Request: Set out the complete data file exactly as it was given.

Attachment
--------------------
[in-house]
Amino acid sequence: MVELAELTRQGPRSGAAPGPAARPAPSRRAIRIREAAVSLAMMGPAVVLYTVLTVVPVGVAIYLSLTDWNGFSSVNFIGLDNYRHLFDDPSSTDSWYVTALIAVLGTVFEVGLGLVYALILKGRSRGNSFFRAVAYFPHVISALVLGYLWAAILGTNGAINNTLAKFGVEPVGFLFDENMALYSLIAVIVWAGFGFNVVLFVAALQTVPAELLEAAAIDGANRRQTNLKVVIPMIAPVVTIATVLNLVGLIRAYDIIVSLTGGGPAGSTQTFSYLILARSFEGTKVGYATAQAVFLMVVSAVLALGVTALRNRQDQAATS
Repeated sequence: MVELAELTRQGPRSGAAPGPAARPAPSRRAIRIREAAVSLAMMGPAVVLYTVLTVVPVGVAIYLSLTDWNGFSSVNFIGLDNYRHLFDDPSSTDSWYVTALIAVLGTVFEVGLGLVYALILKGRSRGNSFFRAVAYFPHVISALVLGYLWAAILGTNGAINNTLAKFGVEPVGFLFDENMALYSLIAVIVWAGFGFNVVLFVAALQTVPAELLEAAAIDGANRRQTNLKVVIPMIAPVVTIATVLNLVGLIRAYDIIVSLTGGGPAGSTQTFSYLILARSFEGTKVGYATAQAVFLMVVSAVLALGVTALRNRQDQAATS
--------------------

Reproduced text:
[in-house]
Amino acid sequence: MVELAELTRQGPRSGAAPGPAARPAPSRRAIRIREAAVSLAMMGPAVVLYTVLTVVPVGVAIYLSLTDWNGFSSVNFIGLDNYRHLFDDPSSTDSWYVTALIAVLGTVFEVGLGLVYALILKGRSRGNSFFRAVAYFPHVISALVLGYLWAAILGTNGAINNTLAKFGVEPVGFLFDENMALYSLIAVIVWAGFGFNVVLFVAALQTVPAELLEAAAIDGANRRQTNLKVVIPMIAPVVTIATVLNLVGLIRAYDIIVSLTGGGPAGSTQTFSYLILARSFEGTKVGYATAQAVFLMVVSAVLALGVTALRNRQDQAATS
Repeated sequence: MVELAELTRQGPRSGAAPGPAARPAPSRRAIRIREAAVSLAMMGPAVVLYTVLTVVPVGVAIYLSLTDWNGFSSVNFIGLDNYRHLFDDPSSTDSWYVTALIAVLGTVFEVGLGLVYALILKGRSRGNSFFRAVAYFPHVISALVLGYLWAAILGTNGAINNTLAKFGVEPVGFLFDENMALYSLIAVIVWAGFGFNVVLFVAALQTVPAELLEAAAIDGANRRQTNLKVVIPMIAPVVTIATVLNLVGLIRAYDIIVSLTGGGPAGSTQTFSYLILARSFEGTKVGYATAQAVFLMVVSAVLALGVTALRNRQDQAATS